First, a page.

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Status:Closed    Asked:Nov 07, 2016 - 11:53 AM

Why are not all the "not in the labour force" categories filled for the EMPSTAT variable?

I am using the EMPSTAT variable from the basic monthly samples of IPUMS-CPS (time period: 1997-2013) to distinguish the labour market states employment, unemployment and not in the labour force (NILF). In my (weighted) results, I do not get enough NILF people, compared to official statistics. I was therefore wondering whether there are NILF people missing from the basic monthly samples. In particular: Why are the NILF codes 30, 31, 33, 35 not filled?


Best regards


Ronald

 
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Staff Answer

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Jeff Bloem

Staff

In regards to the NILF codes, take note of the discussion on comparability of the "NILF" codes in the EMPSTAT variable over time. In particular, in the mid-1990s there was a redesign of the type of information available on persons not in the labor force. Beginning in 1995 and onward, persons not in the labor force were grouped into three categories: "retired", "disabled", and "other". This detail shouldn't change the total number of persons "not in the labor force", however. One detail to keep an eye on when trying to replicate official statistics is the method used for weighting the data in the official statistics. The WTFINL is most often used when using person-level IPUMS-CPS basic monthly data. Additoinally, we typically don't expect to exactly replicate official statistics.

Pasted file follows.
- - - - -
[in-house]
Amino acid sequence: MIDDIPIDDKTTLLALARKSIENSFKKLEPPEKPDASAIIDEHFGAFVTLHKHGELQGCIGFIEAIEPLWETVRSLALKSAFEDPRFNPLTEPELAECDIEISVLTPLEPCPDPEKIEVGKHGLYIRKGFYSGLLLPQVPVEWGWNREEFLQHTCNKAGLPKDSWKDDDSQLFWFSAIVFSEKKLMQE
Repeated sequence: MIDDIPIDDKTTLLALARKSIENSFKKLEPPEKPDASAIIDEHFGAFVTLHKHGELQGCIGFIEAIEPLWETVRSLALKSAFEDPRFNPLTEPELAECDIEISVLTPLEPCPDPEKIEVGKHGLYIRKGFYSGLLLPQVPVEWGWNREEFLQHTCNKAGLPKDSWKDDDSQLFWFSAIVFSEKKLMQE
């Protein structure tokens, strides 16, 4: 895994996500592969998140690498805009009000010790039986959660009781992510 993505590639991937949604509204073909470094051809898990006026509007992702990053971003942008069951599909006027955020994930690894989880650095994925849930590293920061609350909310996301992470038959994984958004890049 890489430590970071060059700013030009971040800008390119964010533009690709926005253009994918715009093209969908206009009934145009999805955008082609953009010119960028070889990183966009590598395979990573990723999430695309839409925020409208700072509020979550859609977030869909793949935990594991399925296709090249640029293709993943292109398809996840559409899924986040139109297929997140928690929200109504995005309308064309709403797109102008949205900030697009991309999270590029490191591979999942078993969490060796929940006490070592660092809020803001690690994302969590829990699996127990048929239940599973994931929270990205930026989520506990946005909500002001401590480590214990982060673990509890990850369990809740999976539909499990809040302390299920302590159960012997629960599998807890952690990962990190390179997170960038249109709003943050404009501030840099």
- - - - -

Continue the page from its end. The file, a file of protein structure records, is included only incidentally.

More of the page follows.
Nov 08, 2016 - 09:13 AM

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Dear Jeff,


Thanks a lot for your answer. I was simply surprised to see that the participation rate I compute for June 2010 with IPUMS-CPS is 73% (rather than 65% in official statistics), and the unemployment rate being 6.3% (rather than over 9%). But if I understand you correctly, there are no groups of the population (such as housewives) that are systematically excluded from the IPUMS-CPS sample?


Best regards


Ronald

 

Nov 09, 2016 - 11:24 AM

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Hi Ronald:

Although we typically don't expect to exactly replicate official statistics, we do expect to be closer than what you are reporting here. There shouldn't be anyone who is systematically excluded from the IPUMS-CPS sample that isn't systematically excluded in the BLS CPS samples. I'd suggest looking over how the official statistics calculate their figures and see if your analysis matches this methodology. I know that the BLS does do some seasonal adjustments when calculating their figures. I'll aslo mention that while the persentage doesn't match the weighted count between these two data sourses is pretty close: 14.6 million in the BLS and 15 million in IPUMS-CPS (16+ population only).

Jeff

 

Nov 10, 2016 - 10:10 AM

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